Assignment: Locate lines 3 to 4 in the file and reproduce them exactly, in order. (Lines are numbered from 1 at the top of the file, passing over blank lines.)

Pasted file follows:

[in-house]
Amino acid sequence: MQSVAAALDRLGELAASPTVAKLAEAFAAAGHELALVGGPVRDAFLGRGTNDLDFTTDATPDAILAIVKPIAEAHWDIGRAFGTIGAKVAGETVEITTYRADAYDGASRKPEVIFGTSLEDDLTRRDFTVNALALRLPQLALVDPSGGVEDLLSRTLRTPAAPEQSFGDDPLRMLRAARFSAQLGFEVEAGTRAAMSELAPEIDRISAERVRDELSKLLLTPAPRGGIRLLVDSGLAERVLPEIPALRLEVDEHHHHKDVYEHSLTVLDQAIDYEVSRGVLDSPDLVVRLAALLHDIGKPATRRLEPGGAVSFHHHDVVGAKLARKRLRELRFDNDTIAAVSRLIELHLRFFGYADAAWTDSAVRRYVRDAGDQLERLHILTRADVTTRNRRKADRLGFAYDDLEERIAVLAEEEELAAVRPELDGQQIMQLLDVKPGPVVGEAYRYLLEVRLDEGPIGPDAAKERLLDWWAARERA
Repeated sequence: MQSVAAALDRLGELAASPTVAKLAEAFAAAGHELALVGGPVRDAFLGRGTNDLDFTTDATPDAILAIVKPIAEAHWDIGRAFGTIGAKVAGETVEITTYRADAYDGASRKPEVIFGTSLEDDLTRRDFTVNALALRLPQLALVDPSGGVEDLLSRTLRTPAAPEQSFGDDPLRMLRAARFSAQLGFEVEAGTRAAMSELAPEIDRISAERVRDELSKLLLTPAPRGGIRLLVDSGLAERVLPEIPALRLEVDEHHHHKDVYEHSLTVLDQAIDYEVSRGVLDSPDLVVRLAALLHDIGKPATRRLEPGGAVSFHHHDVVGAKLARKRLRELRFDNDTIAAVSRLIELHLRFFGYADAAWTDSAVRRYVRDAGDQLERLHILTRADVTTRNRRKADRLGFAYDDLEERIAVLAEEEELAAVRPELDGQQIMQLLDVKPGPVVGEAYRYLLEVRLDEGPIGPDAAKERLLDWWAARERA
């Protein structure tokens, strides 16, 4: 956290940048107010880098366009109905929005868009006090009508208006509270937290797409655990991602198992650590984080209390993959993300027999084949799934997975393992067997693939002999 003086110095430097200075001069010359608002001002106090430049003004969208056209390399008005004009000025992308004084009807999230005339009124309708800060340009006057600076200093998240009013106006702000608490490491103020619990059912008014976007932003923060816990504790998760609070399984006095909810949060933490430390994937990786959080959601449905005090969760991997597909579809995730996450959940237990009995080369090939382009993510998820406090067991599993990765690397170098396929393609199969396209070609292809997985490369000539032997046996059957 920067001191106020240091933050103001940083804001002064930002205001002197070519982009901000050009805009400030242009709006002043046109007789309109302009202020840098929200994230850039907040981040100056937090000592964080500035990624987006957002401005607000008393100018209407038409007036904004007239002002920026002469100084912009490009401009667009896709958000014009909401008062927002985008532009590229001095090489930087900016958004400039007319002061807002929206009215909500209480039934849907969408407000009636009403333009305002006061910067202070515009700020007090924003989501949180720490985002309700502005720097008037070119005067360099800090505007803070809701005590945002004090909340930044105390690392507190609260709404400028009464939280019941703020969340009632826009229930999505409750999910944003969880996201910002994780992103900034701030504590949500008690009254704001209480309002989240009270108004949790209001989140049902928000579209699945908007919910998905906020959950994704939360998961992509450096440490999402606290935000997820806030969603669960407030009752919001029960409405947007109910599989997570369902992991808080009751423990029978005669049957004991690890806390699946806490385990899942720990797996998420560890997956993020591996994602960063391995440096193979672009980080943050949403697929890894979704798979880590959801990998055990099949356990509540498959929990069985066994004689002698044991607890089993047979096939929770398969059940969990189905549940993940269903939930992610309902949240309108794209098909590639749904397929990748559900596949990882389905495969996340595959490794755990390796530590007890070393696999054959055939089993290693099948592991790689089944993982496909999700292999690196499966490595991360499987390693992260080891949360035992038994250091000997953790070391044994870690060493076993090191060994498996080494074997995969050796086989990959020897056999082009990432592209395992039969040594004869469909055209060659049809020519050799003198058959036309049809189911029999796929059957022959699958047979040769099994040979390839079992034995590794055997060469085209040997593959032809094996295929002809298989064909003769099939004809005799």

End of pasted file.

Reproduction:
Repeated sequence: MQSVAAALDRLGELAASPTVAKLAEAFAAAGHELALVGGPVRDAFLGRGTNDLDFTTDATPDAILAIVKPIAEAHWDIGRAFGTIGAKVAGETVEITTYRADAYDGASRKPEVIFGTSLEDDLTRRDFTVNALALRLPQLALVDPSGGVEDLLSRTLRTPAAPEQSFGDDPLRMLRAARFSAQLGFEVEAGTRAAMSELAPEIDRISAERVRDELSKLLLTPAPRGGIRLLVDSGLAERVLPEIPALRLEVDEHHHHKDVYEHSLTVLDQAIDYEVSRGVLDSPDLVVRLAALLHDIGKPATRRLEPGGAVSFHHHDVVGAKLARKRLRELRFDNDTIAAVSRLIELHLRFFGYADAAWTDSAVRRYVRDAGDQLERLHILTRADVTTRNRRKADRLGFAYDDLEERIAVLAEEEELAAVRPELDGQQIMQLLDVKPGPVVGEAYRYLLEVRLDEGPIGPDAAKERLLDWWAARERA
């Protein structure tokens, strides 16, 4: 956290940048107010880098366009109905929005868009006090009508208006509270937290797409655990991602198992650590984080209390993959993300027999084949799934997975393992067997693939002999 003086110095430097200075001069010359608002001002106090430049003004969208056209390399008005004009000025992308004084009807999230005339009124309708800060340009006057600076200093998240009013106006702000608490490491103020619990059912008014976007932003923060816990504790998760609070399984006095909810949060933490430390994937990786959080959601449905005090969760991997597909579809995730996450959940237990009995080369090939382009993510998820406090067991599993990765690397170098396929393609199969396209070609292809997985490369000539032997046996059957 920067001191106020240091933050103001940083804001002064930002205001002197070519982009901000050009805009400030242009709006002043046109007789309109302009202020840098929200994230850039907040981040100056937090000592964080500035990624987006957002401005607000008393100018209407038409007036904004007239002002920026002469100084912009490009401009667009896709958000014009909401008062927002985008532009590229001095090489930087900016958004400039007319002061807002929206009215909500209480039934849907969408407000009636009403333009305002006061910067202070515009700020007090924003989501949180720490985002309700502005720097008037070119005067360099800090505007803070809701005590945002004090909340930044105390690392507190609260709404400028009464939280019941703020969340009632826009229930999505409750999910944003969880996201910002994780992103900034701030504590949500008690009254704001209480309002989240009270108004949790209001989140049902928000579209699945908007919910998905906020959950994704939360998961992509450096440490999402606290935000997820806030969603669960407030009752919001029960409405947007109910599989997570369902992991808080009751423990029978005669049957004991690890806390699946806490385990899942720990797996998420560890997956993020591996994602960063391995440096193979672009980080943050949403697929890894979704798979880590959801990998055990099949356990509540498959929990069985066994004689002698044991607890089993047979096939929770398969059940969990189905549940993940269903939930992610309902949240309108794209098909590639749904397929990748559900596949990882389905495969996340595959490794755990390796530590007890070393696999054959055939089993290693099948592991790689089944993982496909999700292999690196499966490595991360499987390693992260080891949360035992038994250091000997953790070391044994870690060493076993090191060994498996080494074997995969050796086989990959020897056999082009990432592209395992039969040594004869469909055209060659049809020519050799003198058959036309049809189911029999796929059957022959699958047979040769099994040979390839079992034995590794055997060469085209040997593959032809094996295929002809298989064909003769099939004809005799």